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Scand J Gastroenterol. 2009;44(3):314-9. doi: 10.1080/00365520802538195.

Glucagon-like peptide-2 increases mesenteric blood flow in humans.

Author information

1
Department of Gastroenterology, Glostrup Hospital, University of Copenhagen, Denmark.

Abstract

OBJECTIVE:

Mesenteric blood flow is believed to be influenced by digestion and absorption of ingested macronutrients. We hypothesized that the intestinotrophic hormone, GLP-2 (glucagons-like peptide 2), may be involved in the regulation of mesenteric blood flow. Changes in mesenteric blood flow were measured by Doppler ultrasound scanning of the superior mesenteric artery (SMA). The aim of the study was to demonstrate the influence of GLP-2 on this flow, expressed as changes in resistance index (RI).

MATERIAL AND METHODS:

A homogeneous group of 10 fasting healthy volunteers completed a 2-day trial. On day 1, a standard meal was given, and RI measured in the SMA. On day 2, GLP-2 was infused intravenously (IV) at rates of 0.5, 1.0 and 2.0 pmol/kg/min over 3 x 45 min separated by a 15-20 min rest period. After a further 15-20 min of rest, 450 nmol synthetic GLP-2 was given subcutaneously (SC). RI in the SMA was measured before, during and after the meal and GLP-2 infusions.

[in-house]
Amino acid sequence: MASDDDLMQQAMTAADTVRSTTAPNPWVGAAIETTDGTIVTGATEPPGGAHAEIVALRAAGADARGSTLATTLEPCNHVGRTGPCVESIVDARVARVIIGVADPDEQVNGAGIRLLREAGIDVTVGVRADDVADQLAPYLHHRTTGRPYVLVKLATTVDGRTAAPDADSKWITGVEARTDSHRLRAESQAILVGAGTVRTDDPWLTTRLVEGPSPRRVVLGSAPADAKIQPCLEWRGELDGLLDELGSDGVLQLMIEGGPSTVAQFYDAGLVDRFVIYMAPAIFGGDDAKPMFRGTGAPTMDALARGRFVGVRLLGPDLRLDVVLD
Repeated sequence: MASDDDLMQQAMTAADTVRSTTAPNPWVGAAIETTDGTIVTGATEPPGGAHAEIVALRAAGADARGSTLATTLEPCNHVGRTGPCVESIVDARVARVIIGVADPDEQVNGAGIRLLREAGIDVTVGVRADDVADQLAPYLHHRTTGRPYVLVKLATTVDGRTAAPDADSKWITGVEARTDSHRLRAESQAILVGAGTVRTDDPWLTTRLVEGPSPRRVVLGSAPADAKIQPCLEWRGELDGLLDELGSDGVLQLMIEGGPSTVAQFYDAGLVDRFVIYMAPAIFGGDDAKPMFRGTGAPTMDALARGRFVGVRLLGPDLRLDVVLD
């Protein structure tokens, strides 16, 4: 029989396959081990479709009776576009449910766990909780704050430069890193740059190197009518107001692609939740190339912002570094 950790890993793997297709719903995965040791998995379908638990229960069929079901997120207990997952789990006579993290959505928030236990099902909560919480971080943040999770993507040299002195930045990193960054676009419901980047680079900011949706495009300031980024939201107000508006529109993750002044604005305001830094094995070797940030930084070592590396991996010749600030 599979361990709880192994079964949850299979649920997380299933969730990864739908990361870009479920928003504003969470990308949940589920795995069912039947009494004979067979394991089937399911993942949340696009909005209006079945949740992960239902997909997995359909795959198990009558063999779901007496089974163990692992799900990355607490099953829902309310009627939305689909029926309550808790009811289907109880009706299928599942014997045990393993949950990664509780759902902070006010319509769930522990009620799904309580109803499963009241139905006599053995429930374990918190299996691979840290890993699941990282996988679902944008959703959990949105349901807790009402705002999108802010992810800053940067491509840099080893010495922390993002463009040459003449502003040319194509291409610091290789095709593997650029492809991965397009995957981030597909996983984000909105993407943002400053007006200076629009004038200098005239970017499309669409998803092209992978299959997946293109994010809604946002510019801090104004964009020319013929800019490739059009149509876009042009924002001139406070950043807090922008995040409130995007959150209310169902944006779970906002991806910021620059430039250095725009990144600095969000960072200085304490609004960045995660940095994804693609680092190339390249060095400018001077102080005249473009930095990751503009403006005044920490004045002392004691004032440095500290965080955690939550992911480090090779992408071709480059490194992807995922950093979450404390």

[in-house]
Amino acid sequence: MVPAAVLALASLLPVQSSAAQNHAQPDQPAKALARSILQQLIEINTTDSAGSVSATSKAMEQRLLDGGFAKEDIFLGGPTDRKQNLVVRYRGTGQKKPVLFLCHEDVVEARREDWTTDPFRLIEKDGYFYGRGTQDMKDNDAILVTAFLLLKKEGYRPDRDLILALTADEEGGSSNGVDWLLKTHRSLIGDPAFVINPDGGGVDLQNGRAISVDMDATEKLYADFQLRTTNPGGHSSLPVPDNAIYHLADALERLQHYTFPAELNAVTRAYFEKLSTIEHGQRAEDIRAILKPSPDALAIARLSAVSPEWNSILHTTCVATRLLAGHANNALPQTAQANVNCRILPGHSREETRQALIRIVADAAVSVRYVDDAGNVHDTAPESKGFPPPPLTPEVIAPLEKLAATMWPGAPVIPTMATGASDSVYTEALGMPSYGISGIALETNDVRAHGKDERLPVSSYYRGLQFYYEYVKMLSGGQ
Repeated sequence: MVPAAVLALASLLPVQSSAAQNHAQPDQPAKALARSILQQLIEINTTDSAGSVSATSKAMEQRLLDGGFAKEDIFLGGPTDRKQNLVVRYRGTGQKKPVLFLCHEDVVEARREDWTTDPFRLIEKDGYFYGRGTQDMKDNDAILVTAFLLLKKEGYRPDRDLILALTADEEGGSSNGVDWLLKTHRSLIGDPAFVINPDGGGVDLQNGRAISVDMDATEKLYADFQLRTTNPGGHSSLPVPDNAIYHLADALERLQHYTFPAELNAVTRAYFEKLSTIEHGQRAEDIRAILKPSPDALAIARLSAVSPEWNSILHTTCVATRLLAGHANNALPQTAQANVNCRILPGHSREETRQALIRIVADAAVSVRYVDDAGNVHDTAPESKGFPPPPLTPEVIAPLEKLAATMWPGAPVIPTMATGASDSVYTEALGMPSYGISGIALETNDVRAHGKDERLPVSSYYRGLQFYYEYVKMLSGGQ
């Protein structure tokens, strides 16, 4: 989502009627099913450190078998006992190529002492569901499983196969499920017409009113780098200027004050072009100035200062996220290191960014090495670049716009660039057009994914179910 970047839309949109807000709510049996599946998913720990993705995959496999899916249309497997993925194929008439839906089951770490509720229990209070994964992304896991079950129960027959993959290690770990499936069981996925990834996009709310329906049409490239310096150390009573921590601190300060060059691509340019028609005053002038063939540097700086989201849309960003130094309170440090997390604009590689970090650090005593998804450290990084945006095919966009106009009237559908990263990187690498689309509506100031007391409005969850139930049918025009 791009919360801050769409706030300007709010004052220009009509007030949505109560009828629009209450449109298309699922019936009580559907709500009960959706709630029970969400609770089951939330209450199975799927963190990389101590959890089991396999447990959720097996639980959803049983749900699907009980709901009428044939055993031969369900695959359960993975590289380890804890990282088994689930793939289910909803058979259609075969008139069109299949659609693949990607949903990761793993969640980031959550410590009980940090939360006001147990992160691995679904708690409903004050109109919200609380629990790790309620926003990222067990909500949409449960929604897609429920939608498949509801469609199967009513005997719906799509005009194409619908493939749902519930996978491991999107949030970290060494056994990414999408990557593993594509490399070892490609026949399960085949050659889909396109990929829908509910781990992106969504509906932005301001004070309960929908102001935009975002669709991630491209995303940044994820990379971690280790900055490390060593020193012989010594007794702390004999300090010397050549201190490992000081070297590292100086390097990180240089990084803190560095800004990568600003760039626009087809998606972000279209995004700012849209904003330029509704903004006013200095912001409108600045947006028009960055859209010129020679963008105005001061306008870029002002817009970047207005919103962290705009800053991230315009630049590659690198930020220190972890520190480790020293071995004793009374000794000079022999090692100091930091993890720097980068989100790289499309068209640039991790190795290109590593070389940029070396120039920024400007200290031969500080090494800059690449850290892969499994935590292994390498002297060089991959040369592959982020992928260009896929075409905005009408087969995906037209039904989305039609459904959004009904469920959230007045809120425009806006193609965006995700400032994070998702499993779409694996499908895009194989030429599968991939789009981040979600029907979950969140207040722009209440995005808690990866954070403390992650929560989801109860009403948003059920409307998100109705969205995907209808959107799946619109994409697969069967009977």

RESULTS:

After IV infusion of GLP-2, the following decreases in RI were observed: 0.5 pmol/kg/min: 2.7% (range 0-6.3%), 1.0 pmol/kg/min: 6.7% (range 0.4-15.9%), 2.0 pmol/kg/min: 15.3% (range 9.6-22.7%) p<0.00802. When given SC, GLP-2 elicited a maximum average change in RI of 15.6% (range 5.0-28.1%). The standard meal elicited a 14.7% (range 8.8-21.6%) change, p<0.020 There was a similar change in RI over time (0-90 min) after a standard meal and after subcutaneous GLP-2, p<0.005.

CONCLUSIONS:

Our study showed a significant association between IV and SC administration of synthetic GLP-2 and changes in mesenteric blood flow. An exponential dose-response relationship was observed after IV infusion. The meal-induced changes in mesenteric blood flow over time were similar to those obtained by SC GLP-2. Thus, our results support the hypothesis that GLP-2 is an important regulator of mesenteric blood flow.

PMID:
19005872
DOI:
10.1080/00365520802538195
[Indexed for MEDLINE]

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